Jump to Navigation

Expiration of accustomed tax credits is challenge for businesses

Whatever the subject, consistency and predictability are vitally important for effective planning.

To be sure, there are always contingencies in life and many changes, when they come, are desirable. But uncertainty about changes in the tax code makes it very difficult for both individuals and businesses to make key decisions that affect their tax obligations.

In this post, let's look at how small businesses are faring with some of the latest changes in tax law.

There are numerous time-limited tax deductions that Congress has not acted to keep in place. These business tax deductions are sometimes called "extenders," because Congress typically writes them into the tax code so that the deductions periodically expire and require extensions to remain effect.

Some of these deductions are of particular use to small business owners. Consider, for example, the research credit. This credit gives a tax break for money spent by businesses on research-and-development initiatives intended to improve their businesses.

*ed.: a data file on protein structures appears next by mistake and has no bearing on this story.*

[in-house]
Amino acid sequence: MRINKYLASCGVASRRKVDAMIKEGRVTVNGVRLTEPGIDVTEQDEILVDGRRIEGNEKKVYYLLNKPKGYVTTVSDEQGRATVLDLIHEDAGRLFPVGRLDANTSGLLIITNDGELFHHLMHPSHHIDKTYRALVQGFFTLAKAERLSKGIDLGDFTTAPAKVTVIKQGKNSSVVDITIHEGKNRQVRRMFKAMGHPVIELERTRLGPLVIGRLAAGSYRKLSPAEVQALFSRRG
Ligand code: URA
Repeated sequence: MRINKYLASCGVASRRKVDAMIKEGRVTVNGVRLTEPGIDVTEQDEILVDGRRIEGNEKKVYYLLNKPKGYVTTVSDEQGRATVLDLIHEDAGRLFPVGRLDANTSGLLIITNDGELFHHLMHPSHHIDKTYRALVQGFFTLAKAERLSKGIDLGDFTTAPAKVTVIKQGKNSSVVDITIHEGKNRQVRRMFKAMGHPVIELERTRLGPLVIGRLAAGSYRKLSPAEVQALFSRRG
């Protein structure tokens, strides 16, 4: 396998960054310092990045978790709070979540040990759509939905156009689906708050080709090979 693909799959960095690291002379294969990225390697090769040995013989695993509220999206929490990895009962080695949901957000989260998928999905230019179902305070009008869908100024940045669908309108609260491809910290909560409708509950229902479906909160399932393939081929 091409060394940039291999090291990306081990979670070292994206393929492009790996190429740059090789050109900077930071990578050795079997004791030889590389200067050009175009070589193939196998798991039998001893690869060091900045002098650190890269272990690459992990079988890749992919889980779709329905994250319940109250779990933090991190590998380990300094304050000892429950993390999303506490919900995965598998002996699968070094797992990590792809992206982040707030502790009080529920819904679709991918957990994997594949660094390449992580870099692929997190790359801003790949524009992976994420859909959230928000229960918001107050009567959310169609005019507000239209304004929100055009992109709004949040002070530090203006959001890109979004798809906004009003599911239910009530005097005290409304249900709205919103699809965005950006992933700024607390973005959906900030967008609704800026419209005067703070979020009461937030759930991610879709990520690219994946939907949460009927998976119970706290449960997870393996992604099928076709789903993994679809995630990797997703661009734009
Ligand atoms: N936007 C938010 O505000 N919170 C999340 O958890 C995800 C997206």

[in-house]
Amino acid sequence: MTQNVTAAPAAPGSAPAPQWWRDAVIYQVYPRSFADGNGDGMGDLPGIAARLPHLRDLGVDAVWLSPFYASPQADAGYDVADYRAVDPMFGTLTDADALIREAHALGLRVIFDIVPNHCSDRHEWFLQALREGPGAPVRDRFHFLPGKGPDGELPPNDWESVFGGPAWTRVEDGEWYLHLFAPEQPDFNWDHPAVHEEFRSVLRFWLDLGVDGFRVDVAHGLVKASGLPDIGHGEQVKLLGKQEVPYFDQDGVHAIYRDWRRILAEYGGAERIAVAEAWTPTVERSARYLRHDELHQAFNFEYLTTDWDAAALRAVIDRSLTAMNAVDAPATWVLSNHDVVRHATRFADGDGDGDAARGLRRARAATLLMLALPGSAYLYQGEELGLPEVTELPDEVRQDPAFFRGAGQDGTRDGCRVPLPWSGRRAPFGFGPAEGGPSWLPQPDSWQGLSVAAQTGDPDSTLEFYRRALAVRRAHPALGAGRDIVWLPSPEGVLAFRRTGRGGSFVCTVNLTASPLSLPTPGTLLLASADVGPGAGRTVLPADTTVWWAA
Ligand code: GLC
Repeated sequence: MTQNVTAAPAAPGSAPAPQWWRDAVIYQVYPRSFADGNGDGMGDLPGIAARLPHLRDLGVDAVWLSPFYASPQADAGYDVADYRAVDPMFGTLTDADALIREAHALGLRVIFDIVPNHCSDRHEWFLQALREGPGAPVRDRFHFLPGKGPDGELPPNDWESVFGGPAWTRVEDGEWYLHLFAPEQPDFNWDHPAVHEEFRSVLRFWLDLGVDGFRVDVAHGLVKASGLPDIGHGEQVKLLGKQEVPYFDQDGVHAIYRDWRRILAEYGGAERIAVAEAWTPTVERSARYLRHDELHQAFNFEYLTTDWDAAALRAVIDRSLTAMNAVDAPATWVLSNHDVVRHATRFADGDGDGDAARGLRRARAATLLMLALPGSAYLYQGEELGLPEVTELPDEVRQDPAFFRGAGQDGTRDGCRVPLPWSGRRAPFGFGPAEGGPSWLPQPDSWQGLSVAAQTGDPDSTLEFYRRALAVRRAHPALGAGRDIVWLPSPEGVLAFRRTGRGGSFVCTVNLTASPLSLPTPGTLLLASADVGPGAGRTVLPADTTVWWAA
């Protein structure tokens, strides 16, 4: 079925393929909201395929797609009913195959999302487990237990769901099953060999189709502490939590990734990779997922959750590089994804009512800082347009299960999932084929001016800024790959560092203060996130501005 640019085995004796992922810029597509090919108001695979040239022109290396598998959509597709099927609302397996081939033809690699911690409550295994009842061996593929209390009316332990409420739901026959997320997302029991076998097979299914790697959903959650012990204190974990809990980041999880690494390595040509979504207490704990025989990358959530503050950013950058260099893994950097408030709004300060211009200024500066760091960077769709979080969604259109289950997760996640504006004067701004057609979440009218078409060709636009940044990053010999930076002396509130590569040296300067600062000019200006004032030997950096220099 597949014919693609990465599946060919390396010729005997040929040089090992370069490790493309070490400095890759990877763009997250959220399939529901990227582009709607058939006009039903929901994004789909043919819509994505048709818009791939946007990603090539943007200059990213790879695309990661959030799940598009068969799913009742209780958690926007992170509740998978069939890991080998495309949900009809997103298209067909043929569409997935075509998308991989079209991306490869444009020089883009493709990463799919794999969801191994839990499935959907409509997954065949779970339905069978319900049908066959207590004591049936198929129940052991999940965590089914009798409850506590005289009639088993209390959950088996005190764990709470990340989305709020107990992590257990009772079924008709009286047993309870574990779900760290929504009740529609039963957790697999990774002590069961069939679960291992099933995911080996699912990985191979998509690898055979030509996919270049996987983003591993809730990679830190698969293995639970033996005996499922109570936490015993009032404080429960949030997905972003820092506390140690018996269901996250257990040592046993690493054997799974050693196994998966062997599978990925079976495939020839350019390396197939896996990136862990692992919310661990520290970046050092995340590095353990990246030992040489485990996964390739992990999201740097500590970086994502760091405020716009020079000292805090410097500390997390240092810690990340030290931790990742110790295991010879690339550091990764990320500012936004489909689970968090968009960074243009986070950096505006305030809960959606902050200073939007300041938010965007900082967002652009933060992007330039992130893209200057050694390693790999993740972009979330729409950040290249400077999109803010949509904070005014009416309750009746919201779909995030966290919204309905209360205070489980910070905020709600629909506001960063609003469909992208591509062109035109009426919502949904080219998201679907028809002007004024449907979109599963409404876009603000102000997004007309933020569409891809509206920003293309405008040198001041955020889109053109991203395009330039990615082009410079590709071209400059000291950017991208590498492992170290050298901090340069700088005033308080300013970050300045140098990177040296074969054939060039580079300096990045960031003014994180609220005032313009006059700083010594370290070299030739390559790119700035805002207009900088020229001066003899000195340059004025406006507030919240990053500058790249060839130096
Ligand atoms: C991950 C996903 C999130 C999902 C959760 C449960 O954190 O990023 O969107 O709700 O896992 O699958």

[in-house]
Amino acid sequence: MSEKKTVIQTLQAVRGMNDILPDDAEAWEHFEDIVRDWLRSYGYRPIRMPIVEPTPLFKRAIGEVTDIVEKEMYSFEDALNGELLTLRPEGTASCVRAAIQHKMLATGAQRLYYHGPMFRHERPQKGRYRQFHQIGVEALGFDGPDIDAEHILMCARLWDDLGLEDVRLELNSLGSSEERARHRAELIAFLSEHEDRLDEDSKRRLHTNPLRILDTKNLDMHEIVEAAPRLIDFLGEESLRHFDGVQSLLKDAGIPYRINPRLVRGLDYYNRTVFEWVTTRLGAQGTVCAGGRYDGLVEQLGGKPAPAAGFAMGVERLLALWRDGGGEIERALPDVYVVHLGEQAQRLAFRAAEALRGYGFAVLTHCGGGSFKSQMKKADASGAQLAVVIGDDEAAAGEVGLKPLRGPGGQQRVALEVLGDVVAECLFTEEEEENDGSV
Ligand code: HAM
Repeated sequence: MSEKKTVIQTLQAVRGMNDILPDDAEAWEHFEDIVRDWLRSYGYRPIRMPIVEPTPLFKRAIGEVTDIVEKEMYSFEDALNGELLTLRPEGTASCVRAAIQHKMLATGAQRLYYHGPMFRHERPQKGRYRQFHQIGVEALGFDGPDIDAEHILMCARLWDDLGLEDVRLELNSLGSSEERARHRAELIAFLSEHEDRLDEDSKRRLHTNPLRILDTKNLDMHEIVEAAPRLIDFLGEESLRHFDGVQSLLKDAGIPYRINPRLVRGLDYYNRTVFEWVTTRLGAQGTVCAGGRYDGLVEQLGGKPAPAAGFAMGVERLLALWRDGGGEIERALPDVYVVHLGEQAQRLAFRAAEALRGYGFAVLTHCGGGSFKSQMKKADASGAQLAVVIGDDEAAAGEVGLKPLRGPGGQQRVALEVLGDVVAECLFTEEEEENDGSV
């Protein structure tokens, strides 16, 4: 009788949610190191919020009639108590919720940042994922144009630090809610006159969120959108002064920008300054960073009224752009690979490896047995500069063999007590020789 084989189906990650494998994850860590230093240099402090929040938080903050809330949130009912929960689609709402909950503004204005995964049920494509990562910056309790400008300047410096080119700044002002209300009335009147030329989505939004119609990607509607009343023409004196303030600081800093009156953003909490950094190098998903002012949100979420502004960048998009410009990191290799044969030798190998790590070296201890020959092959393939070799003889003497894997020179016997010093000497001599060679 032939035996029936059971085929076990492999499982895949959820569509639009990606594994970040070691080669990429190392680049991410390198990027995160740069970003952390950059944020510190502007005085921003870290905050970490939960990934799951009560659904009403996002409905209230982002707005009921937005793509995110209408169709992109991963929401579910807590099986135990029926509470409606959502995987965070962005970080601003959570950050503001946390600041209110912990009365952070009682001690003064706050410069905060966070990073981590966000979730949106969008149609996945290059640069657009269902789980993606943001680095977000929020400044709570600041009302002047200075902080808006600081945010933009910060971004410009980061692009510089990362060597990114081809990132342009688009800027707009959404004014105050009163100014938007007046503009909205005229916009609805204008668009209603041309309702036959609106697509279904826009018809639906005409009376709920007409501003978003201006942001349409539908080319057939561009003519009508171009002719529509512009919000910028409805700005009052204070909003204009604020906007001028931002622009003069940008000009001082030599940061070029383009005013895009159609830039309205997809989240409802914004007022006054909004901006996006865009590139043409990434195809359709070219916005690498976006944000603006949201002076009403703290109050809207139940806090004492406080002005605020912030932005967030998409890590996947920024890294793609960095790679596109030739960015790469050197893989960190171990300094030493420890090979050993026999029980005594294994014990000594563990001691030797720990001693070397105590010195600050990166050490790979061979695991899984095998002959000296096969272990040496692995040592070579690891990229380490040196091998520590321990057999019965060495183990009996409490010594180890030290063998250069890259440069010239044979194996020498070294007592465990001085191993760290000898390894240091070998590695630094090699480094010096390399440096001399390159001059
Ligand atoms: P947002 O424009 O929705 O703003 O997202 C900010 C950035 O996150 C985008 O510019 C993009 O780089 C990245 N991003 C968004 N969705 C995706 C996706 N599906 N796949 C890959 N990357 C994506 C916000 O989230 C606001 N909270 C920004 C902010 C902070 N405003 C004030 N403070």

Another example is the Work Opportunity Tax Credit. This is a tax credit that applies to a designated portion of the wages of new hires from particular social groups, such as veterans of military service.

In the past, Congress has tended to extend tax credits involving business expenditures without all that much discussion. This year, however, the constant pressure to find new revenue to bring down the federal budget deficit has kept Congress from its accustomed pattern of extensions.

The lack of action to extend the "extenders" affects nearly 50 different types of particular tax credits. Congress could still reinstate some or all of the affected tax credits. For now, however, many tax credits that expired at the end of last year have run out. And that poses a planning challenge for businesses that have come to rely on those credits.

Source: The New York Times, "For Small Businesses, a Road Map Without a Map," Conrad De Anelle, Feb. 7, 2014

No Comments

Leave a comment
Comment Information

Contact Us

Bold labels are required.

Contact Information

The use of the Internet or this form for communication with the firm or any individual member of the firm does not establish an attorney-client relationship. Confidential or time-sensitive information should not be sent through this form.

Visit Our Tax Law Website Subscribe to This Blog's Feed
FindLaw Network